Ken Kesey and the narrator of One Flew Over the Cuckoo’s Nest, Chief Bromden, both experienced hallucinations in their life. Kesey was an important figure in American counter-culture and experimented heavily with LSD and other hallucinogens (Wolfe). “He admitted that he wrote the novel while working as a night attendant at the Menlo Park Veterans Hospital, and that he wrote part of it while under the influence of drugs” (Reilly). It is evident that the time he spent working as an orderly impacted the content of the book through the setting and the characters, most prominently Chief Bromden. The Chief is a schizophrenic, half native-american who “seeks refuge in madness from what he calls the “Combine.” a term he coins to characterize organized society” (Carnes 5). The Chief often compares things going on in the ward to machinery. Whenever the Chief has these delusions he calls it the “fog”. In the beginning of Part 1, when Nurse Ratched is first introduced, the chief compares her to what seems like a mechanical monster (Kesey 22). Throughout the novel, the Chief’s delusio...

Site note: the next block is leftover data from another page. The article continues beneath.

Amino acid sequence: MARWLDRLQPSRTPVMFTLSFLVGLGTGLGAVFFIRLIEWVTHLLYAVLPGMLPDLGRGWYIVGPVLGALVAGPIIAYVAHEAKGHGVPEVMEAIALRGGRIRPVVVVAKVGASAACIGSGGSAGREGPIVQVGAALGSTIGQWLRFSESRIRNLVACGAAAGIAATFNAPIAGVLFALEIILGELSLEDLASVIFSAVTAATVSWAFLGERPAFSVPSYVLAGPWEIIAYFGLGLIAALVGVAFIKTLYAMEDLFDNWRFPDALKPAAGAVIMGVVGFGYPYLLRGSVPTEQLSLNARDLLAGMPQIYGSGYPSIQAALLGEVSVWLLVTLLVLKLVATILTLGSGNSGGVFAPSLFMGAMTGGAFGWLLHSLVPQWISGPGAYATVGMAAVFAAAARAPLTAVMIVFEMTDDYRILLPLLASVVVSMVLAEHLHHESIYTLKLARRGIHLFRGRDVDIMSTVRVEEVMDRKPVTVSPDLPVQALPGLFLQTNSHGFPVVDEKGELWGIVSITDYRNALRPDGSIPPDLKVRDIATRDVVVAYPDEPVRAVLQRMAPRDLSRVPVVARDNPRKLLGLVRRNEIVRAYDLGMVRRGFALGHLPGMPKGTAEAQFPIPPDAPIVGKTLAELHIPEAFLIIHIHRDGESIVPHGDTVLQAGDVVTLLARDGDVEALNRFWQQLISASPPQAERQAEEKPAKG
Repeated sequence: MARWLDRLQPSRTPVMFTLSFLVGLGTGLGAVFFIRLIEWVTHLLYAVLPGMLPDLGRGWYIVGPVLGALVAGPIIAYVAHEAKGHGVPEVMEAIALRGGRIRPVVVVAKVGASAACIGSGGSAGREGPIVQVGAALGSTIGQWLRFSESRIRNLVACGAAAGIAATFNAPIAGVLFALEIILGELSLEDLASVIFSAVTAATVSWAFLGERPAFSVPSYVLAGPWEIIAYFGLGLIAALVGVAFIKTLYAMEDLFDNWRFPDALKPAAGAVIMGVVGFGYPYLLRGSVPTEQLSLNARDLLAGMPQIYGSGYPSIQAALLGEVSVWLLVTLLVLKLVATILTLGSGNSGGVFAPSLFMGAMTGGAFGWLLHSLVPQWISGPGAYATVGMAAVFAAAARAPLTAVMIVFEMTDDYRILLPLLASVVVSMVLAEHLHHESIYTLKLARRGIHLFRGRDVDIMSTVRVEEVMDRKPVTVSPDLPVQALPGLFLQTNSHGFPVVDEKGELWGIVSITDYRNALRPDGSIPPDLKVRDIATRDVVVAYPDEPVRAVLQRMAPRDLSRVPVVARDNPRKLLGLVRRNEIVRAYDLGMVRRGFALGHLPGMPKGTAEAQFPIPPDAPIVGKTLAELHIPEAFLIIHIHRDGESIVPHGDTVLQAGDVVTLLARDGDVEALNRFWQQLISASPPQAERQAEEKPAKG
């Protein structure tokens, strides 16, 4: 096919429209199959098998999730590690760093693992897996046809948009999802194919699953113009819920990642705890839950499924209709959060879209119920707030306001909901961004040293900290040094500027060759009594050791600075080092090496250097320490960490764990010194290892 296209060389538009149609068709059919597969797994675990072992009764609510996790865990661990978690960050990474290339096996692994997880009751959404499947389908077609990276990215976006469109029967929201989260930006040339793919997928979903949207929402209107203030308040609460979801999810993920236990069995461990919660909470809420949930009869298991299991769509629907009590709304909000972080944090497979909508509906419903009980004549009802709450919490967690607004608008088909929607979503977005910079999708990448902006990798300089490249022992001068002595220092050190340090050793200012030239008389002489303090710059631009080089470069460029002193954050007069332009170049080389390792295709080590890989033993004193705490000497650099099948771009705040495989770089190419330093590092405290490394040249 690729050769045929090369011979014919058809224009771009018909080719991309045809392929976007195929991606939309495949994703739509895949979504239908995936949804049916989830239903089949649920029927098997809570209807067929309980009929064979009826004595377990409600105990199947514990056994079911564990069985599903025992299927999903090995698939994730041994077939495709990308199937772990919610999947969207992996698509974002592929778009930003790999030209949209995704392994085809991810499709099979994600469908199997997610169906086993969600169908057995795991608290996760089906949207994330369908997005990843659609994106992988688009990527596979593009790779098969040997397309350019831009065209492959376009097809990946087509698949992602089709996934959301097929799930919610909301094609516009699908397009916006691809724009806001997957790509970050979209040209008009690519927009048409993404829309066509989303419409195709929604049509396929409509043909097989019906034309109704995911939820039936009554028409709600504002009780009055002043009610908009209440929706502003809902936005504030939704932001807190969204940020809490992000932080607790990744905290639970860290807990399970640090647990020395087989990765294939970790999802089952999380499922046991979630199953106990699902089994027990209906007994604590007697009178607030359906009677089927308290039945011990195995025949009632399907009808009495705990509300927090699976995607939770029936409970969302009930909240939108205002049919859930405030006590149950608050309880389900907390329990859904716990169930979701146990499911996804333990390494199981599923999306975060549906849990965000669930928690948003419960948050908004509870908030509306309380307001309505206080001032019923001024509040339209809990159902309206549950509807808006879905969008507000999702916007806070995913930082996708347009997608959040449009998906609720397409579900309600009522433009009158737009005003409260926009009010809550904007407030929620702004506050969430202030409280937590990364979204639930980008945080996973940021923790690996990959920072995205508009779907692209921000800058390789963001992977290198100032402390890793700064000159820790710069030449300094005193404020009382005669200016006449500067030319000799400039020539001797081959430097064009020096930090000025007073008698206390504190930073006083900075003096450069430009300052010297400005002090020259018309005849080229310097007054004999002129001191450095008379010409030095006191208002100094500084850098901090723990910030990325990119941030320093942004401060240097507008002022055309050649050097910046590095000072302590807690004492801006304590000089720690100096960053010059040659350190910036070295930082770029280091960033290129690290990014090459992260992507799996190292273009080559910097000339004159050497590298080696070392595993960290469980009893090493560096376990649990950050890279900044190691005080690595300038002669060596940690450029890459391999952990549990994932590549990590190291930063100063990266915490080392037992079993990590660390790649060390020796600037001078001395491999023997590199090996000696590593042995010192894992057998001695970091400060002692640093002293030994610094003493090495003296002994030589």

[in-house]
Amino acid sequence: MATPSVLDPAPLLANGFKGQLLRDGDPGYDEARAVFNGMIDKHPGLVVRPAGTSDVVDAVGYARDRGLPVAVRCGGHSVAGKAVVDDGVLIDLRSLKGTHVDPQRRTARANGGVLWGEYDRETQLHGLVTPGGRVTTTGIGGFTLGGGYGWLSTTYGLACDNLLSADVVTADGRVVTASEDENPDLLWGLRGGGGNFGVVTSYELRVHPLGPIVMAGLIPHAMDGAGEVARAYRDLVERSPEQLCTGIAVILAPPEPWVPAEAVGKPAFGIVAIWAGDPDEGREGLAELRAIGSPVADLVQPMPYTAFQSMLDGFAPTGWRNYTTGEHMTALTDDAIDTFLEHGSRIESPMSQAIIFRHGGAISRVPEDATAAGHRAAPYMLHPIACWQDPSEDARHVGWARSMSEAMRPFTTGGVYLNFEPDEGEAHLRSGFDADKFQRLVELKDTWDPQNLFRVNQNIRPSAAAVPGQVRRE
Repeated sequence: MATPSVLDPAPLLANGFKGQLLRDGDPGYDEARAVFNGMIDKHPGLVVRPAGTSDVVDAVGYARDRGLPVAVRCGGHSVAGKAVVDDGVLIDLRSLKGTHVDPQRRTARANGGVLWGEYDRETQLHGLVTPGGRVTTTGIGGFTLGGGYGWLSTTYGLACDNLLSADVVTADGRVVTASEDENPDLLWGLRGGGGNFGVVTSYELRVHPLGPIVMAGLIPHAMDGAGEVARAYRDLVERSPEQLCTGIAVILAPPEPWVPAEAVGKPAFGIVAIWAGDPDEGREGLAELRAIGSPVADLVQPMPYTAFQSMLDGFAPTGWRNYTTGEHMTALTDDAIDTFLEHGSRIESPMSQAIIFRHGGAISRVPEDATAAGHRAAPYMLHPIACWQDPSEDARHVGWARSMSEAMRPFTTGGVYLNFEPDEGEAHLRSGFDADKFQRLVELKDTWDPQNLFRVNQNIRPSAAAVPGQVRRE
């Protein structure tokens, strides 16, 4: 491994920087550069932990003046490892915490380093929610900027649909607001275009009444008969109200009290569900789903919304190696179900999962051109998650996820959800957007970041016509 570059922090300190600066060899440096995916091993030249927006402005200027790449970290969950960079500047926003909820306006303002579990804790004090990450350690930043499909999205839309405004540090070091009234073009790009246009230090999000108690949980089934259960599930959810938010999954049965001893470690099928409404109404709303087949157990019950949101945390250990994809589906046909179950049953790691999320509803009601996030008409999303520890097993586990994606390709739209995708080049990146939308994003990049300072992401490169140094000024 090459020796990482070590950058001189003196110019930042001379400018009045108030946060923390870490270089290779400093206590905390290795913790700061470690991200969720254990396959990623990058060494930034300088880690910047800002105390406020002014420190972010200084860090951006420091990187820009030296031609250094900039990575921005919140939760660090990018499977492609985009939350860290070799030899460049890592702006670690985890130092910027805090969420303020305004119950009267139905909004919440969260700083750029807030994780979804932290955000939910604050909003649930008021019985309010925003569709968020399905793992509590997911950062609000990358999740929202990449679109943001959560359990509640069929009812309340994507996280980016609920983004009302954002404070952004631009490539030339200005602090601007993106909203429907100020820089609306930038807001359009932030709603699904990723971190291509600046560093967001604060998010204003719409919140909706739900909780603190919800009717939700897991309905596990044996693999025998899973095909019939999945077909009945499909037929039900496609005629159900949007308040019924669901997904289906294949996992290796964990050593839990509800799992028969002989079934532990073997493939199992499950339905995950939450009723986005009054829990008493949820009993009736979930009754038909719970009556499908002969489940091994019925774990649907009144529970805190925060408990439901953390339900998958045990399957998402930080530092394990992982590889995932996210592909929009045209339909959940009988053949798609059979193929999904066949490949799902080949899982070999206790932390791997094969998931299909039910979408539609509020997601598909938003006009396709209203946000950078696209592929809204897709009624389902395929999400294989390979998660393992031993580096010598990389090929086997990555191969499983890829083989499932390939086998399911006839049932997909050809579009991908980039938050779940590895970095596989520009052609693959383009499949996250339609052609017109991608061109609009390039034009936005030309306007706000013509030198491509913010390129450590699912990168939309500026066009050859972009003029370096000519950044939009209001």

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...esey were significant contributions to mid-century American literature.
Carnes, Bruce. “Ken Kesey.” 1974. PDF file.
Fried, Joshua. “What a Trip.” Stanford Magazine. Stanford University, Jan. 2002. Web. 10 Apr. 2014.
Gilliland, Herbert C. “Ken Kesey.” Research Guide to Biography & Criticism. Vol. 6. N.p.: n.p., 1991. 445-49. Literary Reference Center. Web. 10 Apr. 2014.
Kesey, Ken. One Flew Over the Cuckoo’s Nest. New York: Penguin, 1962. Print.
Macdonald, Andrew, and Gina Macdonald. “Ken Kesey.” Magill’s Survey of American Literature. Rev. ed. Ipwich: Salem, 2006. 1-8. Literary Reference Center. Web. 10 Apr. 2014.
Reilly, Edward C., and David W. Cole. “Ken Kesey.” Critical Survey of Long Fiction. 4th ed. Ipwich: Salem, 2010. 1-9. Literary Reference Center. Web. 10 Apr. 2014.
Wolfe, Tom. The Electric Kool-Aid Acid Test. New York: Picador, 1968. Print.
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